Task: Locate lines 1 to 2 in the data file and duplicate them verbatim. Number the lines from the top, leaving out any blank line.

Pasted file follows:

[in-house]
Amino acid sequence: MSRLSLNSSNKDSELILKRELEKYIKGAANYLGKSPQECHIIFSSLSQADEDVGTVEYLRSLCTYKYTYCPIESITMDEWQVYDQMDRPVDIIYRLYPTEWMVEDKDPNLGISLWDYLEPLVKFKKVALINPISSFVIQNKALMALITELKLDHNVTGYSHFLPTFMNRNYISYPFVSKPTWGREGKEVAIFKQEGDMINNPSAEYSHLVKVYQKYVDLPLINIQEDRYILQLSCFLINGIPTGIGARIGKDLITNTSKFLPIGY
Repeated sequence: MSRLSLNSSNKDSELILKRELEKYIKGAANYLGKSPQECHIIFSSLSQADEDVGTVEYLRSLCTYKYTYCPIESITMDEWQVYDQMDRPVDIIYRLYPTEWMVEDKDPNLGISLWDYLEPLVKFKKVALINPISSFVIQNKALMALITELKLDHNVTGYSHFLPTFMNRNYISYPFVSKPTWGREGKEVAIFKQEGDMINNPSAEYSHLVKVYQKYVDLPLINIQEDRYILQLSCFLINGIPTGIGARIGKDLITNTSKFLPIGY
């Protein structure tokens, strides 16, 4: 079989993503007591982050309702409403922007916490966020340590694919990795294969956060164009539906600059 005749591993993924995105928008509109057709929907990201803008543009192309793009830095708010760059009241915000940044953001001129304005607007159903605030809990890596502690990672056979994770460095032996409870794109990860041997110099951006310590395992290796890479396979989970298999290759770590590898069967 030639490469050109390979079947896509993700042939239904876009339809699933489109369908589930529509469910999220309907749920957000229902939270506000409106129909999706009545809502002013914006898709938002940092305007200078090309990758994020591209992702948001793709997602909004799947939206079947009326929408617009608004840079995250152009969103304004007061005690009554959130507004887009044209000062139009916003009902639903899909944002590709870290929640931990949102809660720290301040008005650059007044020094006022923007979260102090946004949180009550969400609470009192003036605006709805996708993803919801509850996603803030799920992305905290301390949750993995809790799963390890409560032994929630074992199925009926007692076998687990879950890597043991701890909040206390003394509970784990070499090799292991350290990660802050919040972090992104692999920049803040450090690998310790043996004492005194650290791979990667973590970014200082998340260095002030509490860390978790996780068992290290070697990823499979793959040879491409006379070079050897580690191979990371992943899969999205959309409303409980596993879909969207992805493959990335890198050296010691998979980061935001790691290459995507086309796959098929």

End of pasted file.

[in-house]
Amino acid sequence: MSRLSLNSSNKDSELILKRELEKYIKGAANYLGKSPQECHIIFSSLSQADEDVGTVEYLRSLCTYKYTYCPIESITMDEWQVYDQMDRPVDIIYRLYPTEWMVEDKDPNLGISLWDYLEPLVKFKKVALINPISSFVIQNKALMALITELKLDHNVTGYSHFLPTFMNRNYISYPFVSKPTWGREGKEVAIFKQEGDMINNPSAEYSHLVKVYQKYVDLPLINIQEDRYILQLSCFLINGIPTGIGARIGKDLITNTSKFLPIGY